Only relatively recently have historians become more aware of the inadequacy of dominant national frameworks, presuppositions of cultural homogeneity and territorial rootedness. The study of movements, flows and circulations across borders is not only now attracting increased attention but also often seems an outward necessity and at the same time a useful tool to destabilize the established lines of historical interpretation.
The long underestimated complementary perspective of people and objects in motion entails certain problems that now seem of more pressing relevance than before. This workshop encourages scholars to explore what impact various forms of mobility had on record keeping and artefact preservation. What materials did administrative authorities and institutions produce to document and discipline people in motion? How did historical actors themselves take the initiative to leave traces, frame their experience, justify their causes and gain support? Did the records produced by people on the move reach archives via the established administrative channels or did they follow rather unusual paths? What other items (such as books or images) moved along with people and how did they reach present-day collections? Was the communication axis between homeland(s) and host land(s) of fleeting or rather of long-lasting nature?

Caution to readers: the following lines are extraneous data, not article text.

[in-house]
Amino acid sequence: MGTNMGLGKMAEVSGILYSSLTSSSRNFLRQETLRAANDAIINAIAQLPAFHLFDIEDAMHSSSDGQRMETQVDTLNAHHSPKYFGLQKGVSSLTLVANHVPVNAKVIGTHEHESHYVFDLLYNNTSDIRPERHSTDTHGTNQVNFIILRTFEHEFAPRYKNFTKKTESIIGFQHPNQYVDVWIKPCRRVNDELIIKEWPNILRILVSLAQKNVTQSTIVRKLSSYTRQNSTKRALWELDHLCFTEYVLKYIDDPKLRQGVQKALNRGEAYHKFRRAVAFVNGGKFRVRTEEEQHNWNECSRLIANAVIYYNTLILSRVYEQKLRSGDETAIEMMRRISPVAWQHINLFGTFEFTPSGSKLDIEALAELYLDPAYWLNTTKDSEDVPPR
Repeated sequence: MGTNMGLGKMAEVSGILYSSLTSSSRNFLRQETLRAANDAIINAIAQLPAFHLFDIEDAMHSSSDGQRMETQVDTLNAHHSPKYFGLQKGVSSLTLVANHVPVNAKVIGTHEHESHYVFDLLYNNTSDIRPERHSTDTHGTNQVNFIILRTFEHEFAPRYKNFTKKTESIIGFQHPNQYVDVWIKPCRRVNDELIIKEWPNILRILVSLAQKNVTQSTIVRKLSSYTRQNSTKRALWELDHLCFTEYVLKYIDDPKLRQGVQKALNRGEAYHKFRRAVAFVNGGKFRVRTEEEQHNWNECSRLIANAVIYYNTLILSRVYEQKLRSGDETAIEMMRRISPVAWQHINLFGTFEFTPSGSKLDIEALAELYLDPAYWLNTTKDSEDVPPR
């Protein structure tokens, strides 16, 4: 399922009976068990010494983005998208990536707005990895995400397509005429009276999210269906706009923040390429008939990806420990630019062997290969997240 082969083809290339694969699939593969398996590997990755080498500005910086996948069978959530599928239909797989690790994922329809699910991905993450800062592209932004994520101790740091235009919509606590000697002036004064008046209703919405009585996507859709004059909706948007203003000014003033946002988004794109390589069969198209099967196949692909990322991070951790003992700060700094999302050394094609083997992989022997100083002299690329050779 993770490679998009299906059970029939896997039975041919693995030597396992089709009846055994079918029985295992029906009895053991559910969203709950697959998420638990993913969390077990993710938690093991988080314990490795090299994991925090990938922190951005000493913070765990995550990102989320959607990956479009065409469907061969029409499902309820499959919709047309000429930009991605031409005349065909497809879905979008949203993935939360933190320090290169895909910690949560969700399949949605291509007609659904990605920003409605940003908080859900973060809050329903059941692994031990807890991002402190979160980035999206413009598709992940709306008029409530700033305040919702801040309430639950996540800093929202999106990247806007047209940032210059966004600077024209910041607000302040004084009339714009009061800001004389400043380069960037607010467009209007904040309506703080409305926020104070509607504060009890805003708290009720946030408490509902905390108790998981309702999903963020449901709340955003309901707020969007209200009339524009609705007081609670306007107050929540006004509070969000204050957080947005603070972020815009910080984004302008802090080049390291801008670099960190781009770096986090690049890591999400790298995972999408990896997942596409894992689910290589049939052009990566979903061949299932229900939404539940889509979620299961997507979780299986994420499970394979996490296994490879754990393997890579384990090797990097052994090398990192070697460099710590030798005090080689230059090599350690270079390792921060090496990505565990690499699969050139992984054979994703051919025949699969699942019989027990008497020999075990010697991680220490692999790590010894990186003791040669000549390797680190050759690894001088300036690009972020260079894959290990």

What possibilities and limits of interpretation do these sources pose? What questions do they raise and what analytical categories can be particularly useful in tackling them? Moreover, how do we extract knowledge from historical records in the age after the linguistic turn, which questioned the referentiality of our sources? How do we access the lives of migrants on the basis of material that is often fragmentary or highly narrative, formulaic and repetitive? How do we reconcile these cognitive restraints with the need to have the voices of displaced people heard, represented and recognized?
The workshop invites scholars to address these shared problems of both pragmatic and epistemological nature, which result from travelling, dispersed or fragmentary archives (in the broad sense of the word). Explicit reflections on archival, conceptual and methodological challenges can provide valuable insights into the historian’s craft and the ways individual scholars work.